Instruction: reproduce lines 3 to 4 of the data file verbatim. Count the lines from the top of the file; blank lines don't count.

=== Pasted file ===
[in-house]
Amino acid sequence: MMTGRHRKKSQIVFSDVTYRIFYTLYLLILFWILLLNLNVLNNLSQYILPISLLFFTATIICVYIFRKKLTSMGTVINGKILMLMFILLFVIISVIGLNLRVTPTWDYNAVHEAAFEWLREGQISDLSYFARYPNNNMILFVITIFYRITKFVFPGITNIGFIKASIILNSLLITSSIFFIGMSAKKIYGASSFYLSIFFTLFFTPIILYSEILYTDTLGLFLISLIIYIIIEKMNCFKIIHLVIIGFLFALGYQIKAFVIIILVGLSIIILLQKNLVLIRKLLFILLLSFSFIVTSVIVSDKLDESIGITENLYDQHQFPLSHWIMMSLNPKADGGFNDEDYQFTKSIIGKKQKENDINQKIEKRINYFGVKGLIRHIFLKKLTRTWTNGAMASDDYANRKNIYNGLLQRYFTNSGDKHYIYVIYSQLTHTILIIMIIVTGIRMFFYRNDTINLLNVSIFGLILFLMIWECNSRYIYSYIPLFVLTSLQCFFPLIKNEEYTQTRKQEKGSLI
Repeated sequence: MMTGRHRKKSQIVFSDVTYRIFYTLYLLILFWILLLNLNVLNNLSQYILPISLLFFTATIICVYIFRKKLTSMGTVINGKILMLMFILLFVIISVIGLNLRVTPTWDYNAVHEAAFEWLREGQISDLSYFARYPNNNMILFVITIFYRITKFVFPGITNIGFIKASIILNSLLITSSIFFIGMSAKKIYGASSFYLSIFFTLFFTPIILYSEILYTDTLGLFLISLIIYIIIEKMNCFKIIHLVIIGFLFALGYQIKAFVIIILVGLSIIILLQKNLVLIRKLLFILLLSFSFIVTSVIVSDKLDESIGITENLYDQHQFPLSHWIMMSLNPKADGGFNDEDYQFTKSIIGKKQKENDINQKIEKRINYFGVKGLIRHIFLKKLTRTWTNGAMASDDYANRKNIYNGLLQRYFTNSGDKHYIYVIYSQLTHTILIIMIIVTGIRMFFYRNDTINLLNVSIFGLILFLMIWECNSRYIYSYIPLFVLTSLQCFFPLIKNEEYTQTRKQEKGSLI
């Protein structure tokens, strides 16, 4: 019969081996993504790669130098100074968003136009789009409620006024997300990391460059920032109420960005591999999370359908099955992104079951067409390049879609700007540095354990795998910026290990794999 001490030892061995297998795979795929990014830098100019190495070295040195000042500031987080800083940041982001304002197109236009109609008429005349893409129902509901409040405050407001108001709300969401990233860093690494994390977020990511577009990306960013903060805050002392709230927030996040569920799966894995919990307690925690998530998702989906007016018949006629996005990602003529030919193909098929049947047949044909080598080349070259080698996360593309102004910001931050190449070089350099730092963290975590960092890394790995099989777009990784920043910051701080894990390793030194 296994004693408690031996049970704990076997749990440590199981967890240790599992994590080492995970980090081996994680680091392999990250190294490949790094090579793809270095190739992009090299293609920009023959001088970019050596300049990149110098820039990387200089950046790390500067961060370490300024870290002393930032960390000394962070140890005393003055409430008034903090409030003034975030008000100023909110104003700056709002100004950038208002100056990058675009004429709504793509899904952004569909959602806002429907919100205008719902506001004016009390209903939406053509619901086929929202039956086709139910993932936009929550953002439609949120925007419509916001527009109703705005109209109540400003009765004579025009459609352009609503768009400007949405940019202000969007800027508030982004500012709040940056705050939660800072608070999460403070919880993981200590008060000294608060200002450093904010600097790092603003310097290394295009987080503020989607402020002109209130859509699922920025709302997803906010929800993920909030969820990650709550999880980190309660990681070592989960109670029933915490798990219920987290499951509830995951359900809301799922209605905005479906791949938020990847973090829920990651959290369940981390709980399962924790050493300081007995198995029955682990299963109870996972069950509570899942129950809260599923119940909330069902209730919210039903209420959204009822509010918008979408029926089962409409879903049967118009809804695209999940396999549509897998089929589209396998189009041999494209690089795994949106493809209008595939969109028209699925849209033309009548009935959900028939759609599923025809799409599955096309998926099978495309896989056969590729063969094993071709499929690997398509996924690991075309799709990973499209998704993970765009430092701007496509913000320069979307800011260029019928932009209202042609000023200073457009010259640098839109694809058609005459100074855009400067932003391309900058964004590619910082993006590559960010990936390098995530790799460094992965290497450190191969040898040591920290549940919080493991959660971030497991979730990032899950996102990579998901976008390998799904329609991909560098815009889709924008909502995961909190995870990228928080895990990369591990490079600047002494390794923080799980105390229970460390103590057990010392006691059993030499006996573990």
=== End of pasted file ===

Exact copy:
Repeated sequence: MMTGRHRKKSQIVFSDVTYRIFYTLYLLILFWILLLNLNVLNNLSQYILPISLLFFTATIICVYIFRKKLTSMGTVINGKILMLMFILLFVIISVIGLNLRVTPTWDYNAVHEAAFEWLREGQISDLSYFARYPNNNMILFVITIFYRITKFVFPGITNIGFIKASIILNSLLITSSIFFIGMSAKKIYGASSFYLSIFFTLFFTPIILYSEILYTDTLGLFLISLIIYIIIEKMNCFKIIHLVIIGFLFALGYQIKAFVIIILVGLSIIILLQKNLVLIRKLLFILLLSFSFIVTSVIVSDKLDESIGITENLYDQHQFPLSHWIMMSLNPKADGGFNDEDYQFTKSIIGKKQKENDINQKIEKRINYFGVKGLIRHIFLKKLTRTWTNGAMASDDYANRKNIYNGLLQRYFTNSGDKHYIYVIYSQLTHTILIIMIIVTGIRMFFYRNDTINLLNVSIFGLILFLMIWECNSRYIYSYIPLFVLTSLQCFFPLIKNEEYTQTRKQEKGSLI
């Protein structure tokens, strides 16, 4: 019969081996993504790669130098100074968003136009789009409620006024997300990391460059920032109420960005591999999370359908099955992104079951067409390049879609700007540095354990795998910026290990794999 001490030892061995297998795979795929990014830098100019190495070295040195000042500031987080800083940041982001304002197109236009109609008429005349893409129902509901409040405050407001108001709300969401990233860093690494994390977020990511577009990306960013903060805050002392709230927030996040569920799966894995919990307690925690998530998702989906007016018949006629996005990602003529030919193909098929049947047949044909080598080349070259080698996360593309102004910001931050190449070089350099730092963290975590960092890394790995099989777009990784920043910051701080894990390793030194 296994004693408690031996049970704990076997749990440590199981967890240790599992994590080492995970980090081996994680680091392999990250190294490949790094090579793809270095190739992009090299293609920009023959001088970019050596300049990149110098820039990387200089950046790390500067961060370490300024870290002393930032960390000394962070140890005393003055409430008034903090409030003034975030008000100023909110104003700056709002100004950038208002100056990058675009004429709504793509899904952004569909959602806002429907919100205008719902506001004016009390209903939406053509619901086929929202039956086709139910993932936009929550953002439609949120925007419509916001527009109703705005109209109540400003009765004579025009459609352009609503768009400007949405940019202000969007800027508030982004500012709040940056705050939660800072608070999460403070919880993981200590008060000294608060200002450093904010600097790092603003310097290394295009987080503020989607402020002109209130859509699922920025709302997803906010929800993920909030969820990650709550999880980190309660990681070592989960109670029933915490798990219920987290499951509830995951359900809301799922209605905005479906791949938020990847973090829920990651959290369940981390709980399962924790050493300081007995198995029955682990299963109870996972069950509570899942129950809260599923119940909330069902209730919210039903209420959204009822509010918008979408029926089962409409879903049967118009809804695209999940396999549509897998089929589209396998189009041999494209690089795994949106493809209008595939969109028209699925849209033309009548009935959900028939759609599923025809799409599955096309998926099978495309896989056969590729063969094993071709499929690997398509996924690991075309799709990973499209998704993970765009430092701007496509913000320069979307800011260029019928932009209202042609000023200073457009010259640098839109694809058609005459100074855009400067932003391309900058964004590619910082993006590559960010990936390098995530790799460094992965290497450190191969040898040591920290549940919080493991959660971030497991979730990032899950996102990579998901976008390998799904329609991909560098815009889709924008909502995961909190995870990228928080895990990369591990490079600047002494390794923080799980105390229970460390103590057990010392006691059993030499006996573990």